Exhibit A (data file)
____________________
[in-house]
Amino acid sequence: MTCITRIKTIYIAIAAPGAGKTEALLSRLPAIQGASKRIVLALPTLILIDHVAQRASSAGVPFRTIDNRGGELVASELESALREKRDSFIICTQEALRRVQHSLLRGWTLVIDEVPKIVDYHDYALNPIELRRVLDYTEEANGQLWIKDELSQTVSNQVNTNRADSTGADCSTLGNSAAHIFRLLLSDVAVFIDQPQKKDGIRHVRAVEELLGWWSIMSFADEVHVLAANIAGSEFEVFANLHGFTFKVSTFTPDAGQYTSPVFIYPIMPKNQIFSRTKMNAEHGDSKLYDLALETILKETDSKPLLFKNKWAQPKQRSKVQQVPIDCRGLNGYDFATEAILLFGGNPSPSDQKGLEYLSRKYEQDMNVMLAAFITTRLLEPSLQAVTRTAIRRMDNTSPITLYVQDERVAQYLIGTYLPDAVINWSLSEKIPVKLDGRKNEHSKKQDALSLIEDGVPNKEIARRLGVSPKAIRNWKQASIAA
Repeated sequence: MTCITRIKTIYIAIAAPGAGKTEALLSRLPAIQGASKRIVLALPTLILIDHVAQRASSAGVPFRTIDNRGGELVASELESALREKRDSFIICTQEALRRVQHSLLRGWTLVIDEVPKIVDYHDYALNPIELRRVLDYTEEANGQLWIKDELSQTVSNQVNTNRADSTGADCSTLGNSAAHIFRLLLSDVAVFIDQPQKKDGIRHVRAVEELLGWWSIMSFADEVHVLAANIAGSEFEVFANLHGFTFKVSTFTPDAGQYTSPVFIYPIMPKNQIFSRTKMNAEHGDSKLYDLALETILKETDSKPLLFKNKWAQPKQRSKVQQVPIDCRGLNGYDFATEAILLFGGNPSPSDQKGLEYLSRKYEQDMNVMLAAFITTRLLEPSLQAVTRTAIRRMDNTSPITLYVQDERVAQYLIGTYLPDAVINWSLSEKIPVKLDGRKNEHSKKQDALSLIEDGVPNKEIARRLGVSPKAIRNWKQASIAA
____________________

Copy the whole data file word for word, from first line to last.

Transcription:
[in-house]
Amino acid sequence: MTCITRIKTIYIAIAAPGAGKTEALLSRLPAIQGASKRIVLALPTLILIDHVAQRASSAGVPFRTIDNRGGELVASELESALREKRDSFIICTQEALRRVQHSLLRGWTLVIDEVPKIVDYHDYALNPIELRRVLDYTEEANGQLWIKDELSQTVSNQVNTNRADSTGADCSTLGNSAAHIFRLLLSDVAVFIDQPQKKDGIRHVRAVEELLGWWSIMSFADEVHVLAANIAGSEFEVFANLHGFTFKVSTFTPDAGQYTSPVFIYPIMPKNQIFSRTKMNAEHGDSKLYDLALETILKETDSKPLLFKNKWAQPKQRSKVQQVPIDCRGLNGYDFATEAILLFGGNPSPSDQKGLEYLSRKYEQDMNVMLAAFITTRLLEPSLQAVTRTAIRRMDNTSPITLYVQDERVAQYLIGTYLPDAVINWSLSEKIPVKLDGRKNEHSKKQDALSLIEDGVPNKEIARRLGVSPKAIRNWKQASIAA
Repeated sequence: MTCITRIKTIYIAIAAPGAGKTEALLSRLPAIQGASKRIVLALPTLILIDHVAQRASSAGVPFRTIDNRGGELVASELESALREKRDSFIICTQEALRRVQHSLLRGWTLVIDEVPKIVDYHDYALNPIELRRVLDYTEEANGQLWIKDELSQTVSNQVNTNRADSTGADCSTLGNSAAHIFRLLLSDVAVFIDQPQKKDGIRHVRAVEELLGWWSIMSFADEVHVLAANIAGSEFEVFANLHGFTFKVSTFTPDAGQYTSPVFIYPIMPKNQIFSRTKMNAEHGDSKLYDLALETILKETDSKPLLFKNKWAQPKQRSKVQQVPIDCRGLNGYDFATEAILLFGGNPSPSDQKGLEYLSRKYEQDMNVMLAAFITTRLLEPSLQAVTRTAIRRMDNTSPITLYVQDERVAQYLIGTYLPDAVINWSLSEKIPVKLDGRKNEHSKKQDALSLIEDGVPNKEIARRLGVSPKAIRNWKQASIAA